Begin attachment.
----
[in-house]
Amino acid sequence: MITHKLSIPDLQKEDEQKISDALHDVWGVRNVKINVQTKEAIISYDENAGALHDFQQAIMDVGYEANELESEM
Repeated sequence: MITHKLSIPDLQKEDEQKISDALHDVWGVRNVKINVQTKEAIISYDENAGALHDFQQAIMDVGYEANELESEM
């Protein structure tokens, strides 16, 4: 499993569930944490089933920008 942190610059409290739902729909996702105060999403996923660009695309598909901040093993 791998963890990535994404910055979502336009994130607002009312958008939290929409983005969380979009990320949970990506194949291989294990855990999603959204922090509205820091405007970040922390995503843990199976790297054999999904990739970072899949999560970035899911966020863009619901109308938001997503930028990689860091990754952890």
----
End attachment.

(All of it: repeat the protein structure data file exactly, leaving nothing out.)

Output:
[in-house]
Amino acid sequence: MITHKLSIPDLQKEDEQKISDALHDVWGVRNVKINVQTKEAIISYDENAGALHDFQQAIMDVGYEANELESEM
Repeated sequence: MITHKLSIPDLQKEDEQKISDALHDVWGVRNVKINVQTKEAIISYDENAGALHDFQQAIMDVGYEANELESEM
């Protein structure tokens, strides 16, 4: 499993569930944490089933920008 942190610059409290739902729909996702105060999403996923660009695309598909901040093993 791998963890990535994404910055979502336009994130607002009312958008939290929409983005969380979009990320949970990506194949291989294990855990999603959204922090509205820091405007970040922390995503843990199976790297054999999904990739970072899949999560970035899911966020863009619901109308938001997503930028990689860091990754952890």